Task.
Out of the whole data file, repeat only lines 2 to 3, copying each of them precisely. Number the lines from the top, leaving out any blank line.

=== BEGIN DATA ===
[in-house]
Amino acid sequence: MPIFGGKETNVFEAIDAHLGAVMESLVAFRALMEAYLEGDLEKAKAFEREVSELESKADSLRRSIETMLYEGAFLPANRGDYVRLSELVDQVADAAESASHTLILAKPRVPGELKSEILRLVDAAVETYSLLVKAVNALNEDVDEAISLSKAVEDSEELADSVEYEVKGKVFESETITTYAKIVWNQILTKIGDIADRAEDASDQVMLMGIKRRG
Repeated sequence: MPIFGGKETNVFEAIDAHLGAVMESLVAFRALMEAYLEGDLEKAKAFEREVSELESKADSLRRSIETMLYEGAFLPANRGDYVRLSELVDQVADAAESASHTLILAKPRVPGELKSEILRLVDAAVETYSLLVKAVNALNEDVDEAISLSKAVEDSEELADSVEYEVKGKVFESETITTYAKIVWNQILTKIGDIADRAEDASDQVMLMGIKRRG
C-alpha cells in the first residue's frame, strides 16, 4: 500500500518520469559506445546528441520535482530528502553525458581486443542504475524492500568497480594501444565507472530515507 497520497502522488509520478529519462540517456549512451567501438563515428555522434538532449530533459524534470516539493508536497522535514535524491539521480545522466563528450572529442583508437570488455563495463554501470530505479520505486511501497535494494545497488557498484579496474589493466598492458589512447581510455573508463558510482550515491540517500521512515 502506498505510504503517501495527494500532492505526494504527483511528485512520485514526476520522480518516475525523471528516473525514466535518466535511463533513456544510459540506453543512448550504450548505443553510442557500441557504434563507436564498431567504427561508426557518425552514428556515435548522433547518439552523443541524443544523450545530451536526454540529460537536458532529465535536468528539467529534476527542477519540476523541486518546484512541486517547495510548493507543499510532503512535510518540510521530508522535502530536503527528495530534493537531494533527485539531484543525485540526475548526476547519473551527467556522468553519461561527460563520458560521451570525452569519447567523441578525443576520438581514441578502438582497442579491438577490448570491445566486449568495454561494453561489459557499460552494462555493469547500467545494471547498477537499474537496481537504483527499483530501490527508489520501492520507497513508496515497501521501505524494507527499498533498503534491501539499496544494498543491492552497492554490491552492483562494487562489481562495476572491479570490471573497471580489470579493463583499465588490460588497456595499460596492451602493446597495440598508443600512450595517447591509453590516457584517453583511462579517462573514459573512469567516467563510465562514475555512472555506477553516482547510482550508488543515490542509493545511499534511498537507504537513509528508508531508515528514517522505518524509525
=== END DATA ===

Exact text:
Amino acid sequence: MPIFGGKETNVFEAIDAHLGAVMESLVAFRALMEAYLEGDLEKAKAFEREVSELESKADSLRRSIETMLYEGAFLPANRGDYVRLSELVDQVADAAESASHTLILAKPRVPGELKSEILRLVDAAVETYSLLVKAVNALNEDVDEAISLSKAVEDSEELADSVEYEVKGKVFESETITTYAKIVWNQILTKIGDIADRAEDASDQVMLMGIKRRG
Repeated sequence: MPIFGGKETNVFEAIDAHLGAVMESLVAFRALMEAYLEGDLEKAKAFEREVSELESKADSLRRSIETMLYEGAFLPANRGDYVRLSELVDQVADAAESASHTLILAKPRVPGELKSEILRLVDAAVETYSLLVKAVNALNEDVDEAISLSKAVEDSEELADSVEYEVKGKVFESETITTYAKIVWNQILTKIGDIADRAEDASDQVMLMGIKRRG